The picture of the women and her baskets is representative of some of the forms of basketry made by Native Americans in the Western part of the country during the early 19th century. Woven basketry was a significant cultural aspect for these tribes. The baskets were almost exclusively made by women. Settlers in California encouraged native women to continue to create woven baskets and those who wanted to increase trade and travel in Alaska often used “exotic” native images to entice travelers. The increased tourist trade caused the natives to change from twined to coiled basketry, and designs became increasingly colorful and complex. Color choice was important to the Pomo of California, who use willow shoots, porcupine quills, feathers, and shells as decoration. Green feathers came from mallards and represent astuteness or discretion; blue jay feathers mean cunning; white meant generosity and riches, and they came from the white kaia. Basket making of the Skokomish tribe from Washington was a spiritual act done by women, associated with the powerful being Crow, whose “baskets turned into shells and the basket designs became the patterns of the shells.” The “V” pattern is called “salmon gills.” Designs were geometric, with lots of horizontal and diagonal lines and zig zags; basket makers later began incorporating animal patterns such as dogs and wolves to suit colonist tastes.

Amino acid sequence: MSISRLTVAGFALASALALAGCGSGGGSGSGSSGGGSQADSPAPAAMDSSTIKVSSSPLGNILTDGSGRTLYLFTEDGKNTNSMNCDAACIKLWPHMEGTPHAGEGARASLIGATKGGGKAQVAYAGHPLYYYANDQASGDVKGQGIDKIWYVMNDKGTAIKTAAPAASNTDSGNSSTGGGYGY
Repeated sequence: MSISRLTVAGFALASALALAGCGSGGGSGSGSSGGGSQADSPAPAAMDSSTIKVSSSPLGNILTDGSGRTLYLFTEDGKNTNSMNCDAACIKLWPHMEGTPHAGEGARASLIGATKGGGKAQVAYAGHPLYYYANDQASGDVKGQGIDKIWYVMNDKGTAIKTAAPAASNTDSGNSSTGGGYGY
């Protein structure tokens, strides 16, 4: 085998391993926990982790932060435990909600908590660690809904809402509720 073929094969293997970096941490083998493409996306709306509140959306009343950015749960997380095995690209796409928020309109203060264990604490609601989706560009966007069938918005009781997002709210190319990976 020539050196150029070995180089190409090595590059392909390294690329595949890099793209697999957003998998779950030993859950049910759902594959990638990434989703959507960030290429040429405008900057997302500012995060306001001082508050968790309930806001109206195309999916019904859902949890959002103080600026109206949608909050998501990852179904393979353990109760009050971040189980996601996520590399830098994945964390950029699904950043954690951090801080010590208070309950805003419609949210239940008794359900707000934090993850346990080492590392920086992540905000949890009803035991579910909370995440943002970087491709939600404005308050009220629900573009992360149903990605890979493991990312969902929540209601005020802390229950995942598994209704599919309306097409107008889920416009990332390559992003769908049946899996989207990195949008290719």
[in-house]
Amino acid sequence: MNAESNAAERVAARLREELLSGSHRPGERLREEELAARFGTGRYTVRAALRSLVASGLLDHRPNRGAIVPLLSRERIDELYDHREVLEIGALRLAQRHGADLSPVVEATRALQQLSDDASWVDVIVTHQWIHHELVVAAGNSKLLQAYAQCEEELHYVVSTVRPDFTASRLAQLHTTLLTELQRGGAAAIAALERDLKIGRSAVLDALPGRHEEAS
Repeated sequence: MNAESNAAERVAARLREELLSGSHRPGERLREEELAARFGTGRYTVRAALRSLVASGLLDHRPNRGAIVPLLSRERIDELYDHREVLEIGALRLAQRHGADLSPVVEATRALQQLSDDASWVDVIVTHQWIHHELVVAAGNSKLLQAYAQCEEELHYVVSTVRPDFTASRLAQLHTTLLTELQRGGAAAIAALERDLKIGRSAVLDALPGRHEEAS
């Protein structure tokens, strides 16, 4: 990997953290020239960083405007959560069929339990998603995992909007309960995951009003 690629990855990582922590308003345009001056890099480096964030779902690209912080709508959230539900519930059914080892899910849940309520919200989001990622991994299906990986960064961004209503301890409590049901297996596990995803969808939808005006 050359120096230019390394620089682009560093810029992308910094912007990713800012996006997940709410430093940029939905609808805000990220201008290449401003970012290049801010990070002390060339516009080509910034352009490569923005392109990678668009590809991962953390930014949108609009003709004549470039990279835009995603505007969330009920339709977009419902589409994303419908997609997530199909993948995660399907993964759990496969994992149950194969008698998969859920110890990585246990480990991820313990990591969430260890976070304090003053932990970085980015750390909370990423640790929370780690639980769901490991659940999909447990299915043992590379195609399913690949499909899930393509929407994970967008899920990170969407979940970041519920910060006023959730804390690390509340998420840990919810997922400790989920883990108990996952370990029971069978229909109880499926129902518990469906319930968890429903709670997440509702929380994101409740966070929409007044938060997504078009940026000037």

This basket is very different from the red and black wood splint baskets from what is now New England. Scholars disagree about how much wood splint basketry in the area was influenced by colonist interests.
Crawford, Virginia. “Artistic Basketry of the North American Indian.” The Bulletin of the
Cleveland Museum of Art 73, no. 7 (1986): 278-297.